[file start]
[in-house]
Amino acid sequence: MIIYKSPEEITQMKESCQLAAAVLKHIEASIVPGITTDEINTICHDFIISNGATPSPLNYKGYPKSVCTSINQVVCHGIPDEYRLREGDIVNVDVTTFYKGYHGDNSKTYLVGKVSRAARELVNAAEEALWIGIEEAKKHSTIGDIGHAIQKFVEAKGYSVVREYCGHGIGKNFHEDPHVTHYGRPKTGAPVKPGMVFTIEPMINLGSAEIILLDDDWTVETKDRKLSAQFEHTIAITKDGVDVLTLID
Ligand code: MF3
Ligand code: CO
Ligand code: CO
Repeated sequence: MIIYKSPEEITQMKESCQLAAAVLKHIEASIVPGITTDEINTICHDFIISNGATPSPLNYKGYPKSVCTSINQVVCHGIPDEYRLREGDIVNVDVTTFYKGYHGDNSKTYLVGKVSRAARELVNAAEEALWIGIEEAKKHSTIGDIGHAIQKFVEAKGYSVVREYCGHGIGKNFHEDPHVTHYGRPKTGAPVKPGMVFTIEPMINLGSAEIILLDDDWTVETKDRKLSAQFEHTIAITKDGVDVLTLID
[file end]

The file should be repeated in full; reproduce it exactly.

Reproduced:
[in-house]
Amino acid sequence: MIIYKSPEEITQMKESCQLAAAVLKHIEASIVPGITTDEINTICHDFIISNGATPSPLNYKGYPKSVCTSINQVVCHGIPDEYRLREGDIVNVDVTTFYKGYHGDNSKTYLVGKVSRAARELVNAAEEALWIGIEEAKKHSTIGDIGHAIQKFVEAKGYSVVREYCGHGIGKNFHEDPHVTHYGRPKTGAPVKPGMVFTIEPMINLGSAEIILLDDDWTVETKDRKLSAQFEHTIAITKDGVDVLTLID
Ligand code: MF3
Ligand code: CO
Ligand code: CO
Repeated sequence: MIIYKSPEEITQMKESCQLAAAVLKHIEASIVPGITTDEINTICHDFIISNGATPSPLNYKGYPKSVCTSINQVVCHGIPDEYRLREGDIVNVDVTTFYKGYHGDNSKTYLVGKVSRAARELVNAAEEALWIGIEEAKKHSTIGDIGHAIQKFVEAKGYSVVREYCGHGIGKNFHEDPHVTHYGRPKTGAPVKPGMVFTIEPMINLGSAEIILLDDDWTVETKDRKLSAQFEHTIAITKDGVDVLTLID